Intervention vs. Intervening

Intervention versus intervening


Yes, I know that they mean the same; intervention is the noun, and intervening is the verb. On the surface, the two words mean the same, probably to everyone but me, especially regarding what we call instructional intervention programs in schools. I looked up intervention in schools because I wanted to see if the descriptors align with what I see in schools. I came across descriptions such as instructional interventions help struggling students and measure their progress… Instructional interventions use a specific program to target an academic need. They’re often used to help kids who have trouble with reading or math. On the surface, no problem, right?




The other day, I was having a conversation with my close friend, who is, in fact, an instructional interventionist. As a matter of fact, some of my favorite teacher friends are instructional interventionists! 

Anyway, I said to my friend, “You know I don’t believe in intervention, right?” She paused, eyes wide, and said, “No, I didn’t know that! Why?”

And that’s what I’m reflecting on right now.

When I see instructional Intervention going on in schools, I often see…

  • Classroom teachers NOT instructing “intervention” kids in reading or math because “the interventionist will do it.”
  • Teachers yelling at or punishing kids because they’re doing kid stuff, like making noise or running on their way to and from “intervention.”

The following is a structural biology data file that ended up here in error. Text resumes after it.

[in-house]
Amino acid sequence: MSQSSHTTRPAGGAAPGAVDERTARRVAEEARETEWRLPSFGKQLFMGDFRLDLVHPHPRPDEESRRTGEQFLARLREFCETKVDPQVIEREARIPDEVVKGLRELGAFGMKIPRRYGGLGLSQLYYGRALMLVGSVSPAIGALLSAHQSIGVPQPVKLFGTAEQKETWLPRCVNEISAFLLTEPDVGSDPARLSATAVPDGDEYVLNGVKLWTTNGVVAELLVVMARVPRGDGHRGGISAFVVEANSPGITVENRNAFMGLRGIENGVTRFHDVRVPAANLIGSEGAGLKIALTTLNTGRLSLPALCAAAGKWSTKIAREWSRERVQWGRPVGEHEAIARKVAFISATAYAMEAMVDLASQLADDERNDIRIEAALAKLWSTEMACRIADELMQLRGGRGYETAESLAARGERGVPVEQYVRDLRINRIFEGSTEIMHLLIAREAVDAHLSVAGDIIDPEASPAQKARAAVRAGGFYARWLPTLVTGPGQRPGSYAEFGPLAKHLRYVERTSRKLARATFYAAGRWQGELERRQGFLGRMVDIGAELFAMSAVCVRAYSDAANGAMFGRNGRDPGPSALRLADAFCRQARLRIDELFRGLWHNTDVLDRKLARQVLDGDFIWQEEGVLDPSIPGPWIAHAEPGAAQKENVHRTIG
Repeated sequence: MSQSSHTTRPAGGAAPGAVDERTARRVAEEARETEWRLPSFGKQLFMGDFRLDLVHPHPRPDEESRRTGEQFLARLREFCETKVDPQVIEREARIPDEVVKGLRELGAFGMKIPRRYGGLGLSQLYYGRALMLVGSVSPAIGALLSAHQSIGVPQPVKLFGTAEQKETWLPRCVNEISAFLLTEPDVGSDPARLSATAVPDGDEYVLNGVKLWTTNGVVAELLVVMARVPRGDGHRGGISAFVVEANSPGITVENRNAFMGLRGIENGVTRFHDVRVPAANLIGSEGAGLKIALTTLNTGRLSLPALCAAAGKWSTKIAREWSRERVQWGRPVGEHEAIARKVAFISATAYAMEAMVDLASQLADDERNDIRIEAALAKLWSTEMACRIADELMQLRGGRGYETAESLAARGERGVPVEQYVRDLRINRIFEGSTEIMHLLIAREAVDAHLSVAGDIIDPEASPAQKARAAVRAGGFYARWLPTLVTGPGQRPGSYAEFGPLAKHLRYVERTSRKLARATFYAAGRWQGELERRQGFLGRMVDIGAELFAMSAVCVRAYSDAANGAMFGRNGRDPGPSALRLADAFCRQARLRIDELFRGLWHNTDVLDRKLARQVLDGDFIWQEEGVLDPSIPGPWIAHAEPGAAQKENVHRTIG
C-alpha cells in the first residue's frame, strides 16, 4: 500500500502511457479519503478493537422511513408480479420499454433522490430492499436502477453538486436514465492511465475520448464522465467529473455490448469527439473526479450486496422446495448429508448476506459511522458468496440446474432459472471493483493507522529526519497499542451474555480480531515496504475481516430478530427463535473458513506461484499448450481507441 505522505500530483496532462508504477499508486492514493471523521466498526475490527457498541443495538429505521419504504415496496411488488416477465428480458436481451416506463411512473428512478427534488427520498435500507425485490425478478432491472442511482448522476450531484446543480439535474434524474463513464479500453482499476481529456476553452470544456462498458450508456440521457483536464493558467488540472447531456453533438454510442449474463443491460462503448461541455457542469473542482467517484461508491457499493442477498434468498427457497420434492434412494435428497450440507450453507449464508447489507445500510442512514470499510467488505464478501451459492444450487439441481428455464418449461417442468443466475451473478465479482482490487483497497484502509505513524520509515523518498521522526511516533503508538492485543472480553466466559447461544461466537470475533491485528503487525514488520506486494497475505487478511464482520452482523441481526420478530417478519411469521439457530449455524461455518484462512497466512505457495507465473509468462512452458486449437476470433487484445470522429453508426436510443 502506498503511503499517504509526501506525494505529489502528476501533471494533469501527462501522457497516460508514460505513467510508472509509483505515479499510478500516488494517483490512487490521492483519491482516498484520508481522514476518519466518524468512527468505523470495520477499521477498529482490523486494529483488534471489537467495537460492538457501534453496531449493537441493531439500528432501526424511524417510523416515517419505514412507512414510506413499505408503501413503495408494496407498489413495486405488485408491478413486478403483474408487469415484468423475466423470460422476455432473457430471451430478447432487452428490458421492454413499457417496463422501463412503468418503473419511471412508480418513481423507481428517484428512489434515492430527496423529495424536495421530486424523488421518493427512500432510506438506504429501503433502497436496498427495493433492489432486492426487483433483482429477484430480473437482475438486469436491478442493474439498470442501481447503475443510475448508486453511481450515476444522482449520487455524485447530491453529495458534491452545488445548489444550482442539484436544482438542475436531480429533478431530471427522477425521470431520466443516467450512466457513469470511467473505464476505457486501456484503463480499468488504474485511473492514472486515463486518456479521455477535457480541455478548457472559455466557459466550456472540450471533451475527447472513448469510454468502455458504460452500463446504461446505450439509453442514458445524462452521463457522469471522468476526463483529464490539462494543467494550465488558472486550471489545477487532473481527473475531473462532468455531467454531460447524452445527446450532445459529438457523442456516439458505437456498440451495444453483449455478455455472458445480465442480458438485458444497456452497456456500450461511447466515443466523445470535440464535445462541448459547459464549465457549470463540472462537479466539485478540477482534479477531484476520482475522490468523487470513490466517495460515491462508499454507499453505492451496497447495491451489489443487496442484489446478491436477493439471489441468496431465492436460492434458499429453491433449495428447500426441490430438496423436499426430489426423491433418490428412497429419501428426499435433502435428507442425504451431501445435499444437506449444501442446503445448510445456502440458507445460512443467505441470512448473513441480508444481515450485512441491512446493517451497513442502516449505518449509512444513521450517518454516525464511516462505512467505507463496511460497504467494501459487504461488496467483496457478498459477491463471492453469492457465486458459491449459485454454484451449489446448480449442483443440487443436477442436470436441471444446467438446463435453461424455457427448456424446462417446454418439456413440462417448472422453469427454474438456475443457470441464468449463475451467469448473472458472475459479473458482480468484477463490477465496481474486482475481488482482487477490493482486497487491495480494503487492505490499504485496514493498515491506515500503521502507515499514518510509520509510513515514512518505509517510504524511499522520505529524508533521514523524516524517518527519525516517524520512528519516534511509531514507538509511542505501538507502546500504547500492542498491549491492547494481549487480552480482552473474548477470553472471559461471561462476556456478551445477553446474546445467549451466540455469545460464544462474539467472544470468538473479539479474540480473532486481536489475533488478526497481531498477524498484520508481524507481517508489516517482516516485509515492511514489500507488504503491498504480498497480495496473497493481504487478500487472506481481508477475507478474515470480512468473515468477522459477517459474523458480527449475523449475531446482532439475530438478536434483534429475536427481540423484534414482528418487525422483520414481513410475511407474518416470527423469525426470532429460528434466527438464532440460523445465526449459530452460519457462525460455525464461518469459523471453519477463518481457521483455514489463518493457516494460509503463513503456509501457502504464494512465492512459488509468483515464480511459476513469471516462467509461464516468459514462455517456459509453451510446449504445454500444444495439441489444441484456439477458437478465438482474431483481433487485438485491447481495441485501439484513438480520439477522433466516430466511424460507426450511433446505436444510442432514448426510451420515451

• Students making fun of “intervention students” as they leave the classroom. 
  • Frustrated interventionists because the classroom teachers either lack the capacity or the desire to support or build on strategies the children learn during their intervention lessons. 


Now let’s talk about why I’ve entitled this blog intervention versus intervening. In most cases, Intervention is done TO a student because they usually fall in the lower 25th percentile in reading or math, based on some standardized test. They’re usually labeled as struggling. When I look more closely at the student, I typically notice that the struggle is not really the student’s struggle. Well, it is. The kid is struggling, but it’s usually because they have had teachers who struggled with knowing how to teach them. And even worse, some of the children struggled because they had teachers who didn’t care enough to struggle to figure out what they needed. So, the “struggling” trope, in my opinion, is more often about the system than the child.

So, if there is no interventionist, then what?


I propose what I suggested to my friend: Intervene. Intervene on behalf of the students. Make sure the teachers and the entire school see them in their fullness, creativity, brilliance, and beauty.

 Intervening is about seeking first to understand. 

Understanding who the child is BEFORE labeling or assigning them to programs or structures that assault them emotionally and intellectually.  

Teach kids based on who they are, their needs, interests, and strengths.

Now, for more transparency. Though she is an instructional interventionist, my friend often does intervene on behalf of the children. Does she do so on the regular? Does she do so intentionally? Does she do so on behalf of children who are not in her small groups?

Only she can answer that. Think I’m going to invite her to a conversation about the idea of Intervention versus intervening.

The conversation will continue…  Watch out and listen out!


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